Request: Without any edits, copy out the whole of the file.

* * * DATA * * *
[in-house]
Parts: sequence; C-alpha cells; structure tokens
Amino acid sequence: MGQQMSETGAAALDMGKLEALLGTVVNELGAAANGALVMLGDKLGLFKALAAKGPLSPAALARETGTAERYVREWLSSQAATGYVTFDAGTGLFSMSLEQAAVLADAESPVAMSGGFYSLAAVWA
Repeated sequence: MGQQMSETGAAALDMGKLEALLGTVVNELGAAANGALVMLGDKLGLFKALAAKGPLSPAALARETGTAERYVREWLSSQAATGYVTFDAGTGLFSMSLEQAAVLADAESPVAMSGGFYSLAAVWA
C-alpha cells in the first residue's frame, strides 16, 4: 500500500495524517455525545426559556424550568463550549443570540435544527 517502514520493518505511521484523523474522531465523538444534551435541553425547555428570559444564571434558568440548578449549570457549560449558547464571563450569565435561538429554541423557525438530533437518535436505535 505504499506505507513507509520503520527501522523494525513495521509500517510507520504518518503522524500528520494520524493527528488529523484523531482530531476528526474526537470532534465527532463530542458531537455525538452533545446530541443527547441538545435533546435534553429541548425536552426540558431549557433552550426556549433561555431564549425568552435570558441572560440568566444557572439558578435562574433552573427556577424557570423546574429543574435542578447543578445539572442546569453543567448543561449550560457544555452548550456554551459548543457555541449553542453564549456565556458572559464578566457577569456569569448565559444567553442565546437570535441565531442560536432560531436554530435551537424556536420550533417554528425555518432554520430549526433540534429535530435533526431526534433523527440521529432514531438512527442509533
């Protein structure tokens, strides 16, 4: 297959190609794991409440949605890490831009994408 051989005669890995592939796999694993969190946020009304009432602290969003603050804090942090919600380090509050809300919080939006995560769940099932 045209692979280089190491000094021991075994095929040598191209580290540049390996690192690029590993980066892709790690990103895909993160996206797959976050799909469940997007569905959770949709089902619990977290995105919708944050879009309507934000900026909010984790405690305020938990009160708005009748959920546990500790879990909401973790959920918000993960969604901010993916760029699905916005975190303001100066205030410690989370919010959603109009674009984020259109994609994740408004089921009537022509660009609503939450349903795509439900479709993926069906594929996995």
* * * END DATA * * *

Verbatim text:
[in-house]
Parts: sequence; C-alpha cells; structure tokens
Amino acid sequence: MGQQMSETGAAALDMGKLEALLGTVVNELGAAANGALVMLGDKLGLFKALAAKGPLSPAALARETGTAERYVREWLSSQAATGYVTFDAGTGLFSMSLEQAAVLADAESPVAMSGGFYSLAAVWA
Repeated sequence: MGQQMSETGAAALDMGKLEALLGTVVNELGAAANGALVMLGDKLGLFKALAAKGPLSPAALARETGTAERYVREWLSSQAATGYVTFDAGTGLFSMSLEQAAVLADAESPVAMSGGFYSLAAVWA
C-alpha cells in the first residue's frame, strides 16, 4: 500500500495524517455525545426559556424550568463550549443570540435544527 517502514520493518505511521484523523474522531465523538444534551435541553425547555428570559444564571434558568440548578449549570457549560449558547464571563450569565435561538429554541423557525438530533437518535436505535 505504499506505507513507509520503520527501522523494525513495521509500517510507520504518518503522524500528520494520524493527528488529523484523531482530531476528526474526537470532534465527532463530542458531537455525538452533545446530541443527547441538545435533546435534553429541548425536552426540558431549557433552550426556549433561555431564549425568552435570558441572560440568566444557572439558578435562574433552573427556577424557570423546574429543574435542578447543578445539572442546569453543567448543561449550560457544555452548550456554551459548543457555541449553542453564549456565556458572559464578566457577569456569569448565559444567553442565546437570535441565531442560536432560531436554530435551537424556536420550533417554528425555518432554520430549526433540534429535530435533526431526534433523527440521529432514531438512527442509533
């Protein structure tokens, strides 16, 4: 297959190609794991409440949605890490831009994408 051989005669890995592939796999694993969190946020009304009432602290969003603050804090942090919600380090509050809300919080939006995560769940099932 045209692979280089190491000094021991075994095929040598191209580290540049390996690192690029590993980066892709790690990103895909993160996206797959976050799909469940997007569905959770949709089902619990977290995105919708944050879009309507934000900026909010984790405690305020938990009160708005009748959920546990500790879990909401973790959920918000993960969604901010993916760029699905916005975190303001100066205030410690989370919010959603109009674009984020259109994609994740408004089921009537022509660009609503939450349903795509439900479709993926069906594929996995």